If you are reading Briztreadley, you cannot have missed the fact that launching a podcast is my big thing for 2015.
And I haven’t gone into any detail of the back story behind the decision. The podcast just appeared last week, after a month or so of discussion between myself and the other participants over the Christmas period.
But maybe some people are interested in how we got here.
At the start of 2012, I had an email from Phil Smith, weekend presenter for the ABC about his idea for a regular half-hour segment on cycling. Phil and I have been friends for about 30 years, so of course I talked to my boss about the benefits for Bicycle Queensland of getting our name out in the public arena, and went back to Phil with a resounding “yes”.
And over the next three years, most every week I rocked up to the ABC studios at South Bank just before 2pm on Friday, locked my bike to the public bike rack, and wandered inside. Most times Phil Smith was the ABC host, but other times I worked with Peter Scott, Chris Welsh and Craig Zonca.
And each week we got hold of interesting people to talk to, and report on, and analyse, in the wide world of bike riding. We talked to people making bikes and selling bikes, touring around the world on their bikes, racing their bikes of many different types, getting from A to B on their bikes, and those just enjoying riding their bikes for reasons that can be special and particular to one person, or universal and general across most of the population.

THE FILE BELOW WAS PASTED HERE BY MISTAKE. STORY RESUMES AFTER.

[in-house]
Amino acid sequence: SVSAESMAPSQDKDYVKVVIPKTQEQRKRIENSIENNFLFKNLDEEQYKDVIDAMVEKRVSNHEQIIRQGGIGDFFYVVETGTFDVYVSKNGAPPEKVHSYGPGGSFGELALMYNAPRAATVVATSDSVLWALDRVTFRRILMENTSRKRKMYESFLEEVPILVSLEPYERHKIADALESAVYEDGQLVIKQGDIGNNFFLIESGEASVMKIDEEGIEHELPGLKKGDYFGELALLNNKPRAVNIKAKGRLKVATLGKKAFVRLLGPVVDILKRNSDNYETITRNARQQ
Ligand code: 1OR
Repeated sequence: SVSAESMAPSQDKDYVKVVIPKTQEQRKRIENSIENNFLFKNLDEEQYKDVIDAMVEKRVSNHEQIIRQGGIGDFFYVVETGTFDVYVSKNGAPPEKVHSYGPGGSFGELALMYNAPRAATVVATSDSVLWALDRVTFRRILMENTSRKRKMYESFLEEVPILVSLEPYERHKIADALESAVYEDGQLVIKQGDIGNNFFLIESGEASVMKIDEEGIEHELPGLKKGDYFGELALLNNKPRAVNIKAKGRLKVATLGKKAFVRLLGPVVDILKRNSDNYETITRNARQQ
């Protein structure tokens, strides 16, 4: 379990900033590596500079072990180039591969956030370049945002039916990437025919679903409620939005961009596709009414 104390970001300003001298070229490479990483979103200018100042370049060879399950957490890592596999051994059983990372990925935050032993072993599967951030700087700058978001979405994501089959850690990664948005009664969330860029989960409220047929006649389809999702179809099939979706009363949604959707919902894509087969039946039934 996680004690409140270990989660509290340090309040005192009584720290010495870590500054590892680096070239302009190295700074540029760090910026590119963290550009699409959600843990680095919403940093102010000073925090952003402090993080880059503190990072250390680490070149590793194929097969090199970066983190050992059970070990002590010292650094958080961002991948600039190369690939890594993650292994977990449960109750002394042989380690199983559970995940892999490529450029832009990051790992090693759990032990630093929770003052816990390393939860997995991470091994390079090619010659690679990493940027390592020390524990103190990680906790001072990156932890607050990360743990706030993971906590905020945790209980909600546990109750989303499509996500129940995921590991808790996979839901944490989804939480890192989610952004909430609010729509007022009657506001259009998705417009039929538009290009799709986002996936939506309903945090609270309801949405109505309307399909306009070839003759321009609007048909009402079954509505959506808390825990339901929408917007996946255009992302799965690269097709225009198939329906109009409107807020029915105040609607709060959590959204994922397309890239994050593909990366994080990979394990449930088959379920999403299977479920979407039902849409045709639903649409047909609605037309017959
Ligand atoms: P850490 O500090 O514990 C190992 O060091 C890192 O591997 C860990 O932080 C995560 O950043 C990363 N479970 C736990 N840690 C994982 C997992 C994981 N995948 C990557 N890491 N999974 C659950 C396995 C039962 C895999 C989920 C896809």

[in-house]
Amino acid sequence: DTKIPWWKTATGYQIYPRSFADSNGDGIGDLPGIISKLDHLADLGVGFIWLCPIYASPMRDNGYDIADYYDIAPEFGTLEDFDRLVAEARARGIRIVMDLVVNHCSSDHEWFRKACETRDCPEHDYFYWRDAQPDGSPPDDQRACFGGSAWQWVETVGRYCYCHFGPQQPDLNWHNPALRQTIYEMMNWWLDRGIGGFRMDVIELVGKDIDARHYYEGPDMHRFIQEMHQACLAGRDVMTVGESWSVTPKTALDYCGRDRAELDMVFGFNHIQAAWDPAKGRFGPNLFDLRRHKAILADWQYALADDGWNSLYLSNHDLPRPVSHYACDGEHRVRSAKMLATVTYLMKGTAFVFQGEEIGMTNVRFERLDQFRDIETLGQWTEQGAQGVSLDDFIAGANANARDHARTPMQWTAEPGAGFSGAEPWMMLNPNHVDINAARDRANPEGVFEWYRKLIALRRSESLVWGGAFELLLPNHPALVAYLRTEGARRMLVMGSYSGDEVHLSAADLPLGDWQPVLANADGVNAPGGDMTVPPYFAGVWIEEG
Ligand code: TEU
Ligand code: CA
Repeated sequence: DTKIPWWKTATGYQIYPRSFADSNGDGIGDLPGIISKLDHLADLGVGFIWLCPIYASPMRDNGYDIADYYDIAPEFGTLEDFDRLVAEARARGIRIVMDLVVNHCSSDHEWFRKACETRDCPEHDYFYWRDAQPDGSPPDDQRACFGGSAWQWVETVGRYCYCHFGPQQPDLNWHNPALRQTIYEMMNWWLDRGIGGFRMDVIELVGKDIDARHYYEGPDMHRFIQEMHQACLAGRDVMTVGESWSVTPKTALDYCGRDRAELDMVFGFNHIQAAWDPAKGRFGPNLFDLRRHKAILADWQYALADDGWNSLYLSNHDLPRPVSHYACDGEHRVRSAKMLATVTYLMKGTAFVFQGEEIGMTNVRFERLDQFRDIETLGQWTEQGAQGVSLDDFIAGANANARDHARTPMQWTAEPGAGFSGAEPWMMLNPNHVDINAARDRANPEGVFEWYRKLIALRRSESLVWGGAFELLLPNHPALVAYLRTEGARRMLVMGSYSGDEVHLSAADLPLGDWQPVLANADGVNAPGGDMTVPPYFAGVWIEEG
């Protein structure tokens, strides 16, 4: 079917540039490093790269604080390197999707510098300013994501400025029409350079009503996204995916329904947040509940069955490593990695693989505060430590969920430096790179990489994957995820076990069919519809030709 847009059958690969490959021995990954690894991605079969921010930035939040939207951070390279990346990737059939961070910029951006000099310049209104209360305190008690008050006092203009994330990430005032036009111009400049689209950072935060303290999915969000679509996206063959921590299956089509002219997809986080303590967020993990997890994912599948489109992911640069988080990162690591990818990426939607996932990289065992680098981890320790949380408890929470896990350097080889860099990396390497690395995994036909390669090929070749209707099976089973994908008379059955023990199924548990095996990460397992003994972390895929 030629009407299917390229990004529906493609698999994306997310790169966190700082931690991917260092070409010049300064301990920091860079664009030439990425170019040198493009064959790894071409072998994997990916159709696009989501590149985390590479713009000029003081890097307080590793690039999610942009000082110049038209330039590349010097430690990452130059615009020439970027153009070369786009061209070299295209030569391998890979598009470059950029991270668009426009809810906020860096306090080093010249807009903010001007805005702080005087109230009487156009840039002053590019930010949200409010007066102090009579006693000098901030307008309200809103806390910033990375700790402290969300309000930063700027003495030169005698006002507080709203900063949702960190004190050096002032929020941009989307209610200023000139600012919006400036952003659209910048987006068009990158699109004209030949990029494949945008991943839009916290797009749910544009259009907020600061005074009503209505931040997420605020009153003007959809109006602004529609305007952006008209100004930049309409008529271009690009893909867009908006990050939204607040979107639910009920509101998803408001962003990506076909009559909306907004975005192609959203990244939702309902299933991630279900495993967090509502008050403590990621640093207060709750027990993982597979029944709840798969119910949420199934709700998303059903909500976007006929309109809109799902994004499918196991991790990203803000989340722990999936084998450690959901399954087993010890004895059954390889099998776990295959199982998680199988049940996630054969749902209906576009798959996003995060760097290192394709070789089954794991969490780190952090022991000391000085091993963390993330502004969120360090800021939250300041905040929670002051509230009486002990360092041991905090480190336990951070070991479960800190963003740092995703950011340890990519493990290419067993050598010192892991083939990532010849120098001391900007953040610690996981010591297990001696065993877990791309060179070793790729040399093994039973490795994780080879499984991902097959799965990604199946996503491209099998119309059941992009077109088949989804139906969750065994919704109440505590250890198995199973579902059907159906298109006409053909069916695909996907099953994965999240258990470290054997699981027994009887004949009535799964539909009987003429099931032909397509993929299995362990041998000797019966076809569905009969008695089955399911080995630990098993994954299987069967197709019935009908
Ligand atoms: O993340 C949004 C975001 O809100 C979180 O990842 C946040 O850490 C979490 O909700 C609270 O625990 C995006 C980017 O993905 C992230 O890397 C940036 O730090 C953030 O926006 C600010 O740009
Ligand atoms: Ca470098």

There is just an amazing amount to talk about to do with bikes.
In the middle of 2014 Phil took a long-ish break from ABC, and Chris Welsh moved into the chair. And the program segment, which originally was called The Sunday Spin, but by now was known as The Squeaky Wheel, just rolled on regardless. I knew Chris less well than Phil, but knew him as a keen commuter cyclist and occasional tourer, so I knew he would be pleased to carry on chatting about bikes.
But at the end of 2014, the ABC decided to make a change in its weekend programming. Chris Welsh was removed from the weekend timeslots, and that was the end of The Squeaky Wheel (and quite a few other program segments that we all thought were popular).
So Chris and I got together over a cup of coffee, and worked out a plan to carry on talking about bikes. And regular contributors Jordana Blackman and Nicholas O’Donnell were likewise keen to continue the conversation in another forum.
So really all that was left was the mechanics of making it happen.
I’ve been pleasantly surprised with how “do-able” it is to record a podcast of listenable quality with low-cost equipment. We’ve got 95% of the functionality and quality of the ABC studios in a spare bedroom at my home in Salisbury, at a tiny fraction of the cost.
The iPad and Skype provide the elements of the studio that once were tricky to replicate outside of a proper studio.
The first is live playback of other pieces of audio. On the Squeaky Wheel, and now on the Briztreadley podcast, we often play pieces of audio that are sourced from elsewhere, or are pre-recorded especially for us.